The Turkish government issued detention warrants for 87 people across Turkey on Friday as part of its massive post-coup witch hunt targeting alleged members of the Gülen movement.
According to reports by Turkey’s state-run Anadolu news agency (AA) and the pro-government İhlas news agency (İHA), the chief public prosecutors’ offices in Turkey’s Çankırı, Erzincan, İstanbul and Ankara provinces on Friday issued detention warrants for 87 people, including military officers, lawyers and former employees of the state-run TRT, over their alleged links to the Gülen movement.
The İstanbul Chief Public Prosecutor’s Office issued detention warrants for 38 people as part of a probe into the Gülen movement. Police launched a nationwide operation in order to apprehend these people, including 13 lawyers, over their alleged affiliation with the movement.
The Turkish government has arrested 580 lawyers, prosecuted 1,539 lawyers and sentenced 102 lawyers to long-term imprisonment since the controversial military coup attempt on July 15, 2016.
Meanwhile, the Ankara Chief Public Prosecutor’s Office issued detention warrants for 20 former employees of state-run broadcaster TRT on the same charges. These people are being sought in the provinces of Ankara, Adana, Adıyaman, Hatay and İstanbul.
Also on Friday, 13 people, including a former deputy governor of southern Antalya province, were convicted over their alleged links to the Gülen movement and given various jail terms on April 6.
In seven different cases in Ankara in connection with a case concerning questions allegedly leaked ahead of the 2010 public personnel selection exam, four people were given six years, three months in prison. Two received three years, one month in prison. They were also ordered to pay a fine for allegedly committing fraud against state institutions.
In a case in Antalya, former Antalya Deputy Governor Bilal Çelik was handed down seven years, six months for alleged “membership in an armed terrorist organization.”
Separately, in the Black Sea province of Rize, five people were given prison sentence of three years, five months for allegedly “being members of an armed terrorist organisation and helping the organisation.”
In the eastern province of Erzurum, a person who was tried on the charge of being an administrator of the Gülen movement’s alleged prison and judiciary structure received a term of 15 years in prison for allegedly “establishing or managing an armed terrorist organisation.”
Furthermore, a person was given seven years, six months for alleged “membership in an armed terrorist organisation.”
Also, a person who was tried in western Kırklareli province for allegedly being part of the Gülen movement’s “tradesmen structure” was sentenced to six years, three months for alleged “membership in an armed terrorist organisation.”
Meanwhile, 780 luxury cars seized from 1,019 companies across 43 provinces due to their alleged links to the Gülen movement in the aftermath of a controversial coup attempt on July 15, 2016 have been sold at prices lower than their value, according to the Sözcü daily.
The cars were sold at auction by Turkey’s state-run Savings Deposit Insurance Fund (TMSF), which took over the companies. There was a huge demand for the luxury cars, which were all Audis and were priced between TL 139,000 and TL 330,000. The cars were sold at 30 percent lower than their market value.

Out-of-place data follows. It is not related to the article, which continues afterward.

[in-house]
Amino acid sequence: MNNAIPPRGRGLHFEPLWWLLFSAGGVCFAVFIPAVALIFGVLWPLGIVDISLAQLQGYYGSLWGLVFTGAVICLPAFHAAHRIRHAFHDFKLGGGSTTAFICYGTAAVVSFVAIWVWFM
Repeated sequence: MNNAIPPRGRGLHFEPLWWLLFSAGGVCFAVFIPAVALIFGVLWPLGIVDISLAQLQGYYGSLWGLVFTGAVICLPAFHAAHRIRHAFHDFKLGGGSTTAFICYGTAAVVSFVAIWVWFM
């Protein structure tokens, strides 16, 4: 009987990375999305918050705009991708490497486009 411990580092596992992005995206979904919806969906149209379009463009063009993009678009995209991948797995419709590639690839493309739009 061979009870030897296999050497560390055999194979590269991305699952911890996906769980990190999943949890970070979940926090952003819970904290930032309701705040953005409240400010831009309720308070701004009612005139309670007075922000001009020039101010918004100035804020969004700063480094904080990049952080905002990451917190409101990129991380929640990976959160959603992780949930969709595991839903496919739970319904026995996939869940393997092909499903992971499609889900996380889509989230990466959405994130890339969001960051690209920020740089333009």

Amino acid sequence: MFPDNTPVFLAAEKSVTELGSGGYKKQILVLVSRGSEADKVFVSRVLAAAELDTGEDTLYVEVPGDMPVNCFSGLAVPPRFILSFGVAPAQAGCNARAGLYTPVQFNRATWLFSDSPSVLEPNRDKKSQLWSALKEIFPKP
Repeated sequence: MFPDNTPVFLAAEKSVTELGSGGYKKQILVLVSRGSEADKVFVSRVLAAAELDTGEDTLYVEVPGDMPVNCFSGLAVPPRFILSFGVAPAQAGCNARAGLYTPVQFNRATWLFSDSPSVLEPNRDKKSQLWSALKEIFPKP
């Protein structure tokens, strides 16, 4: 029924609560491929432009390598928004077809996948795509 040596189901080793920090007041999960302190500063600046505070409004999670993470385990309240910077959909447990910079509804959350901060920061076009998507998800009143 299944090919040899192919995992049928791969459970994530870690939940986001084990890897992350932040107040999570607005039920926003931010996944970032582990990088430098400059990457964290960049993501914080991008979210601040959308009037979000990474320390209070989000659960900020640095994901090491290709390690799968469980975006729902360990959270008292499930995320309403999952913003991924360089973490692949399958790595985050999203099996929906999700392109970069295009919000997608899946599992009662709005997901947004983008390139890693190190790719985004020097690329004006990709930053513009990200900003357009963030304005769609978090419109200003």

Out of the 780 Audis, 101 were Q3, Q5 and Q7 jeeps that had a market value ranging between TL 330,000 and TL 700,000. All the cars have been sold. The TMSF has TL 30,9 billion in its reserves thanks to the assets of the seized companies.
The government has been confiscating the private property of non-loyalist businesspeople without due process on unsubstantiated charges of terrorist links. The companies are alleged to be connected to the Gülen movement, with the government coining the term “FETÖ” to designate the movement a terrorist organization.
The government’s crackdown against the movement, however, is not limited to the period following the coup attempt since the administrations of many organizations affiliated with the movement have already been seized by the TMSF over the course of the past three years. More than 1,100 companies with a total value of $12 billion in assets have been seized and then transferred to the TMSF since the coup attempt.
Turkey survived a controversial military coup attempt on July 15, 2016 that killed 249 people. Immediately after the putsch, the Justice and Development Party (AKP) government along with autocratic President Recep Tayyip Erdoğan pinned the blame on the Gülen movement.
Fethullah Gülen, who inspired the movement, strongly denied having any role in the failed coup and called for an international investigation into it, but President Erdoğan — calling the coup attempt “a gift from God” — and the government initiated a widespread purge aimed at cleansing sympathizers of the movement from within state institutions, dehumanizing its popular figures and putting them in custody.
Turkey has suspended or dismissed more than 150,000 judges, teachers, police and other civil servants since July 2016. Turkey’s interior minister announced on December 12, 2017 that 55,665 people have been arrested. On December 13, the Justice Ministry announced that 169,013 people have been the subject of legal proceedings on coup charges since the failed coup.
A total of 48,305 people were arrested by courts across Turkey in 2017 over their alleged links to the Gülen movement, Interior Minister Süleyman Soylu said on Dec. 2, 2017. “The number of detentions is nearly three times higher,” Soylu told a security meeting in İstanbul and claimed that “even these figures are not enough to reveal the severity of the issue.”